Sunday, December 1, 2013

Baked Rigatoni with Roasted Cauliflower

Baked pasta sounded good, sort of like lasagna but slightly easier. I'll admit it, lasagna looks a lot prettier when it's plated. The rigatoni looks like heart valves, which isn't exactly appetizing. If you can get past that, you'll find this pasta dish actually tastes pretty good. I really like the cauliflower and had a hard time stopping myself from eating all of it before it went into the dish.

Baked Rigatoni with Roasted Cauliflower
from Cooking Club
click to print

4 c cauliflower florets (1 inch) (1 medium head)
1 tbsp extra-virgin olive oil
1 lb. rigatoni (tube-shaped pasta)
4 c slightly packed spinach, coarsely chopped
1 lb. bulk Italian sausage
2 tbsp chopped fresh rosemary
4 large garlic cloves, minced
2 (28-oz.) cans diced tomatoes
1/2 tsp salt
1/4 tsp pepper
1 c shredded Romano cheese (4 oz.)
2 c finely shredded mozzarella cheese (8 oz.)

Heat oven to 425ºF.

Toss cauliflower and oil in large bowl to coat; place on large rimmed baking sheet.

Bake 15 to 20 minutes or until lightly browned. Remove from oven; reduce oven temperature to 350ºF.

This cauliflower is delicious - make extra to snack on.

Meanwhile, cook pasta according to package directions. Drain; cool under running water. Drain well. Place in large bowl; toss with spinach.
Tossing the drained pasta with the spinach just meant the heavy pasta tended to settle to the bottom of the bowl while the fluffy spinach gradually migrated to the top.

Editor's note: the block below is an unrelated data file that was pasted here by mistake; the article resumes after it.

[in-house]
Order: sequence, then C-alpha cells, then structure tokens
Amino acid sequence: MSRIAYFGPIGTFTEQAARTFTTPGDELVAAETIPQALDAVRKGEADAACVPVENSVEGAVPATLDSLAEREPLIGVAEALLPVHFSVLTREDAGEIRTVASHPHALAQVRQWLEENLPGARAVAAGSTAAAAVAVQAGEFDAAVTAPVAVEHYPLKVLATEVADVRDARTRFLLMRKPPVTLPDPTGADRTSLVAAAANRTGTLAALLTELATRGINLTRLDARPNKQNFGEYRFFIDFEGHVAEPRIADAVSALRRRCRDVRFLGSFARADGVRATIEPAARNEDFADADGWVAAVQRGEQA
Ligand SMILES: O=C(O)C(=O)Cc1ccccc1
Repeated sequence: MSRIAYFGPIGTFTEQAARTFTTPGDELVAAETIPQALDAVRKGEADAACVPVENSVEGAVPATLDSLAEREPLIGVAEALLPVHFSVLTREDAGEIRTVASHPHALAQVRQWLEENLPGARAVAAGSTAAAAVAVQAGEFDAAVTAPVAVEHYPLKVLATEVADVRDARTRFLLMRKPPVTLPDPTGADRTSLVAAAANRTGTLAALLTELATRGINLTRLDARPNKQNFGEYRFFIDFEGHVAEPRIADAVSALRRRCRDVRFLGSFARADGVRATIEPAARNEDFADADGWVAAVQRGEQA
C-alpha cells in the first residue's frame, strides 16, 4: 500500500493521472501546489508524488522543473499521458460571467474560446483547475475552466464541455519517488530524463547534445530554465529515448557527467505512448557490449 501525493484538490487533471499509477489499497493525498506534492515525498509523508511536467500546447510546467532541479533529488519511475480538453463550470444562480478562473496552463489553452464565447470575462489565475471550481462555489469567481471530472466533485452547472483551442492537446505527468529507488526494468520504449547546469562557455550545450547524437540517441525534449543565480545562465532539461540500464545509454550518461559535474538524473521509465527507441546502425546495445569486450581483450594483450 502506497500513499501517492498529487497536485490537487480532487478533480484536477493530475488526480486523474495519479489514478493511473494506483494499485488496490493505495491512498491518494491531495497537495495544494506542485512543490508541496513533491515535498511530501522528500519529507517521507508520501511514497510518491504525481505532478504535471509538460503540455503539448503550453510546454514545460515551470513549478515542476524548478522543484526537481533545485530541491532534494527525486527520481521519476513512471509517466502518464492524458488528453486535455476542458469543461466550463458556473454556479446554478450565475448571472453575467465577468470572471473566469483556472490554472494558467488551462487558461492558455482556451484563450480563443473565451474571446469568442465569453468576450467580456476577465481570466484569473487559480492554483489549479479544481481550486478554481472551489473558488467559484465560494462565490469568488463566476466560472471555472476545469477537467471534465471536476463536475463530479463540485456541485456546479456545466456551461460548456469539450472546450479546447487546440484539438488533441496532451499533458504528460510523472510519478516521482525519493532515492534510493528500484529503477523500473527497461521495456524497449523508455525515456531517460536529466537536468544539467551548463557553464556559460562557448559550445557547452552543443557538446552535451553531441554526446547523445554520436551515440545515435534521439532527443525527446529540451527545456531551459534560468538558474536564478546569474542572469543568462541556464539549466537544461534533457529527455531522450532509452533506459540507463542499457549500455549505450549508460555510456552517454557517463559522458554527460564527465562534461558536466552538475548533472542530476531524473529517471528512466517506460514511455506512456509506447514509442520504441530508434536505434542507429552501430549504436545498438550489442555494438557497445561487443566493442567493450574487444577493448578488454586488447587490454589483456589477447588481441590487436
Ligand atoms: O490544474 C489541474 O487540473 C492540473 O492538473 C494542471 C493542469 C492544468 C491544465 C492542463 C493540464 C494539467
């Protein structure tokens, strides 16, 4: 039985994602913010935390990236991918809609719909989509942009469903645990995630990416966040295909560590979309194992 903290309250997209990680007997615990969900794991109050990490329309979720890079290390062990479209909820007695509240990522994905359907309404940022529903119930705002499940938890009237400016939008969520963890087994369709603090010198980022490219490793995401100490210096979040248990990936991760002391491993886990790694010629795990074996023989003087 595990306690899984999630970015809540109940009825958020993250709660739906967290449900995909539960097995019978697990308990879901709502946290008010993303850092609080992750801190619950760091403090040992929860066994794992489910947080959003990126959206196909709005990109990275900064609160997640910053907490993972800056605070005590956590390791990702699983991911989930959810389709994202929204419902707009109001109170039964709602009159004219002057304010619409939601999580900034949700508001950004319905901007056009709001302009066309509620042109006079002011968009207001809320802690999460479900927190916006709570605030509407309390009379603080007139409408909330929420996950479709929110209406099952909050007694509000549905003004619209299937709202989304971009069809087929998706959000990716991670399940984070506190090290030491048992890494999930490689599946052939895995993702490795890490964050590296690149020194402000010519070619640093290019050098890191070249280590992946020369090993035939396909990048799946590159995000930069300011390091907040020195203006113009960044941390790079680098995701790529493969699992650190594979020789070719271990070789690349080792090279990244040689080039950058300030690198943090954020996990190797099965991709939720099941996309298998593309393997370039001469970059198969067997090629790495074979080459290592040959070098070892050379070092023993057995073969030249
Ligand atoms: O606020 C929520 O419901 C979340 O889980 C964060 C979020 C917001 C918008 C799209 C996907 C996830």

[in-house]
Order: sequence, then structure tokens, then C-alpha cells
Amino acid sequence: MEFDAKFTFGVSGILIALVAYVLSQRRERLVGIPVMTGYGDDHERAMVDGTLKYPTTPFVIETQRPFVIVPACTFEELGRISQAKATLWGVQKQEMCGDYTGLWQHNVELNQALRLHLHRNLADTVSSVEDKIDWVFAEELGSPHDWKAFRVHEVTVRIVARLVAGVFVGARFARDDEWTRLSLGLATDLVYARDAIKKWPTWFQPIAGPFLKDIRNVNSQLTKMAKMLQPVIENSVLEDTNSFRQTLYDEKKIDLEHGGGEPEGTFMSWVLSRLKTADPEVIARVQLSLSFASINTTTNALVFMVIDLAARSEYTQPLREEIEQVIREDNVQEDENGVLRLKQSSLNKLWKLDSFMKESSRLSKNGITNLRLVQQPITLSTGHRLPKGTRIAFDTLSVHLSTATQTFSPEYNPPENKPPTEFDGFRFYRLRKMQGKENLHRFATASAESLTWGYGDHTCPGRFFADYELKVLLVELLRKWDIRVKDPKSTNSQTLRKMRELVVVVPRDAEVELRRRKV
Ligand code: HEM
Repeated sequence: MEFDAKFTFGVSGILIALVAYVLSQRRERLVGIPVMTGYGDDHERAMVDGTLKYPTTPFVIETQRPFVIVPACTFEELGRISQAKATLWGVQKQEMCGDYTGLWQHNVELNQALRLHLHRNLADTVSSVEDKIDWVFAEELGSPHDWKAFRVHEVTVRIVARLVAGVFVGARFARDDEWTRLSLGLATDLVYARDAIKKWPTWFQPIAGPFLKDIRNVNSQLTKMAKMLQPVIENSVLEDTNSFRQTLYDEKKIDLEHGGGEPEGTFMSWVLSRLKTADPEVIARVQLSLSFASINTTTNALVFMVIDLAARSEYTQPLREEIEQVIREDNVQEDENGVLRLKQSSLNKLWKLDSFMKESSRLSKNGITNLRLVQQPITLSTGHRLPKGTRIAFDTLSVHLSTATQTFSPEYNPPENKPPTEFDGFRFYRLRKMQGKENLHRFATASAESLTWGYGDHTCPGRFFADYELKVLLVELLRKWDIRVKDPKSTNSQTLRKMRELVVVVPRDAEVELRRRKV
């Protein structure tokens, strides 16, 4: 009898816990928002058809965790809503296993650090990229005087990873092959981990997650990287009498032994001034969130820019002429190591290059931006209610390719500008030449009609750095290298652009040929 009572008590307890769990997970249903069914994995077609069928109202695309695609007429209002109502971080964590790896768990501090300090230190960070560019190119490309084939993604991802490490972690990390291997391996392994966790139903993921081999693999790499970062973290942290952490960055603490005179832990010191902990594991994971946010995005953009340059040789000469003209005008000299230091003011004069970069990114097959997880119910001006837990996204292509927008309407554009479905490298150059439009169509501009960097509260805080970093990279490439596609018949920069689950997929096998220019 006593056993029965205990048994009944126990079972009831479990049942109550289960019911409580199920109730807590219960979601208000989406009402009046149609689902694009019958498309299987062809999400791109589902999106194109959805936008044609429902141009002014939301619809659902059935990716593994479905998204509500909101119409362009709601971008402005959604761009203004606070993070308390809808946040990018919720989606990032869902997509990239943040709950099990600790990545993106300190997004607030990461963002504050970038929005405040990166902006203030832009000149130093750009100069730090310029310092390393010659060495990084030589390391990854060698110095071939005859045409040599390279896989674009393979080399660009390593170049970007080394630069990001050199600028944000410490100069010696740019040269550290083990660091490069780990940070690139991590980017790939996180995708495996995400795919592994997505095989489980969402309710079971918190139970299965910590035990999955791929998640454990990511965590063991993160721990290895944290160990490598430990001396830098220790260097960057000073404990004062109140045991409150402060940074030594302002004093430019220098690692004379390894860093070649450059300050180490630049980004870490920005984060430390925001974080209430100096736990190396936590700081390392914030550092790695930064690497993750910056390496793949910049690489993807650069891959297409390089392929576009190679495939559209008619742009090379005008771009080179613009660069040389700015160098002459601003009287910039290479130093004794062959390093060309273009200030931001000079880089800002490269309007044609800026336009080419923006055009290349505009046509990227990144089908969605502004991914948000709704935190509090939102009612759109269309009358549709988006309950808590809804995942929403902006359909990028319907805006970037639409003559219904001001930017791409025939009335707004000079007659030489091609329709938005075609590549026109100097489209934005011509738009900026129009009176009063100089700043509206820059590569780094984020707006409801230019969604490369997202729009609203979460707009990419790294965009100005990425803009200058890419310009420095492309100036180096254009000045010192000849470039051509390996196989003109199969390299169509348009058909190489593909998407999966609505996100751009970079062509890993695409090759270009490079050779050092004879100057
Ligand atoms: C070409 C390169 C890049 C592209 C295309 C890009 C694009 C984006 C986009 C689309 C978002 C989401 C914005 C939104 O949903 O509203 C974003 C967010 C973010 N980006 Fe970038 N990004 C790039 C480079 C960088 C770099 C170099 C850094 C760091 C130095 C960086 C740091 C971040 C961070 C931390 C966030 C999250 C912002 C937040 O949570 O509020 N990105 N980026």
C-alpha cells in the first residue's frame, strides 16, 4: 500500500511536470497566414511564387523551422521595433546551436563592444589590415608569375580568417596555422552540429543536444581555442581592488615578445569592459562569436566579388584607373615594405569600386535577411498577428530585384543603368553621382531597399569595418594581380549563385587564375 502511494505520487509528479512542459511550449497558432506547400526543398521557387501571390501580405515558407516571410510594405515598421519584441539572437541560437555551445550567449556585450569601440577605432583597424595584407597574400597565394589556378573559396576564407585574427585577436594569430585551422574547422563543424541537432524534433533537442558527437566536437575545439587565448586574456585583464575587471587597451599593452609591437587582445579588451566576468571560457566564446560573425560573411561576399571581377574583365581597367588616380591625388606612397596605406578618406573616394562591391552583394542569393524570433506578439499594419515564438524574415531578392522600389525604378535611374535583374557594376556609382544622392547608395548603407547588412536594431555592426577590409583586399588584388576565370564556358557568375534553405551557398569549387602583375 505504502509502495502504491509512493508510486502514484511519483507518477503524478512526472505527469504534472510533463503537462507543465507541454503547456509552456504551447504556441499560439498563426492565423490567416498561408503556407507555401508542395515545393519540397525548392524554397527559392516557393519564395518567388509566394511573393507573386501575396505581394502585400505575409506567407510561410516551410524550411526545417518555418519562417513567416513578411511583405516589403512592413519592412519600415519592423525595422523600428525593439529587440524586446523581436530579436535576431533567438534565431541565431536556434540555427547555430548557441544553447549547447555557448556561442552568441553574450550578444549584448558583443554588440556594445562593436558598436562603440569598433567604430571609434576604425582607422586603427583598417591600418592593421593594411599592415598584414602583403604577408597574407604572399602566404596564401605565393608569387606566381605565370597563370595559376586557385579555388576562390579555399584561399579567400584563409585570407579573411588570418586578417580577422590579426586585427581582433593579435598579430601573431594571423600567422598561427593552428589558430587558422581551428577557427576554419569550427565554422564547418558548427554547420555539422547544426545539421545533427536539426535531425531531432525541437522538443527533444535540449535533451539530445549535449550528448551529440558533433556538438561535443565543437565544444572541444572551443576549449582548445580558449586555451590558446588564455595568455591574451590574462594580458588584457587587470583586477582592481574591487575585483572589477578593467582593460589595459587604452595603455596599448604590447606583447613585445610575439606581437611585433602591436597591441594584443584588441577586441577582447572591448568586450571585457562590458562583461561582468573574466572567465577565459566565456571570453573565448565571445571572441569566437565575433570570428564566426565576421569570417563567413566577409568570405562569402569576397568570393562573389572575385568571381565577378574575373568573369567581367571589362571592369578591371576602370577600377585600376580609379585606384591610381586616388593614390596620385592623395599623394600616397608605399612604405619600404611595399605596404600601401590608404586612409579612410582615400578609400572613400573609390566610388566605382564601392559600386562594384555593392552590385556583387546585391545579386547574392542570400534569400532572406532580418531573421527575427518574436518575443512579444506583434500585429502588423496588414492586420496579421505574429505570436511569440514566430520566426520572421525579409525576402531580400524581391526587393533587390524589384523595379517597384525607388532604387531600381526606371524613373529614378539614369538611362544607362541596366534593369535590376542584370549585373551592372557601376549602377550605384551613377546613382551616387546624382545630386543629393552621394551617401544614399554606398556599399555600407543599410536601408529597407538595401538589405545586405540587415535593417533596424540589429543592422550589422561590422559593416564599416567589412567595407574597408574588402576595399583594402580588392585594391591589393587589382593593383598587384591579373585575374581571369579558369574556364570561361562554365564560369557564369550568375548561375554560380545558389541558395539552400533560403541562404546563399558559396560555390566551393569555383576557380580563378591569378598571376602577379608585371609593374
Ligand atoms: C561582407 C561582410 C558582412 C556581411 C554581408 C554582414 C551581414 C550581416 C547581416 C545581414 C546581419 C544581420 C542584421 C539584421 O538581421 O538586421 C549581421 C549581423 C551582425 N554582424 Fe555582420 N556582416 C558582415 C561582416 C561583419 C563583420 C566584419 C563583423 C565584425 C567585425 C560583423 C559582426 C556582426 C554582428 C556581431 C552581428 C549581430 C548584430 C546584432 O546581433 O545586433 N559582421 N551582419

Heat large deep skillet over medium-high heat until hot. Crumble sausage into skillet; cook 6 to 8 minutes or until browned, stirring frequently. Add rosemary and garlic; cook over medium heat 30 seconds or until fragrant, stirring constantly.

After 5 minutes, the sausage is nearly completely browned.

Stir in tomatoes, salt and pepper.

Bring to a boil over medium-high heat; cook 12 to 15 minutes or until sauce is slightly thickened, stirring occasionally and adjusting heat as necessary.

My sauce was only slightly reduced after 30 minutes; I made the mistake of reducing the heat to a simmer once it reached boiling.

Coat 13x9-inch glass or ceramic baking dish with cooking spray. Spoon in enough of the tomato sauce mixture to lightly coat bottom of dish.

Layer with half each of the pasta, cauliflower, tomato sauce and Romano cheese.

Sprinkle with generous 1/2 cup of the mozzarella cheese.

Repeat layers, ending with remaining mozzarella cheese. (Rigatoni can be made to this point 12 hours ahead; cover and refrigerate. Uncover; adding an extra 5 to 10 minutes to baking time.)

Bake at 350ºF. 40 to 45 minutes or until browned and bubbly. Remove from oven; cover loosely with foil. Let stand 10 minutes before serving.

Having forgotten that the spinach would leak moisture as the dish baked, I really wish I'd reduced my sauce further. You can see in the plated image that it was watery. If you try this, be sure to boil the sauce for 15 minutes and avoid the tendency to to reduce the heat once it reached a boil like I did. With all that extra moisture, the rigatoni on the bottom of the dish was quite flaccid. The texture of the rigatoni on top was certainly the opposite; some of them poking out of the sauce and cheese were crunchy. I kind of liked it.

I'm not sure what the point is of combining the rigatoni and spinach in a bowl. As said above, the heavy rigatoni sort of rolled to the bottom of the bowl while the fluffy spinach floated to the top. Otherwise, prep made sense, the dish came out to be tasty; the cauliflower alone is reason to do it again. For all the time and cost though, you may as well do lasagna!

  • cauliflower: $4.83
  • extra-virgin olive oil: $0.09
  • rigatoni: $2
  • spinach: $1.69
  • Italian sausage: $3.99
  • fresh rosemary: $1
  • garlic: $0.15
  • diced tomatoes: $1.92
  • Romano cheese: $3.59
  • mozzarella cheese: $2
Total: $21.26 or about $2.66 for each of 8 servings.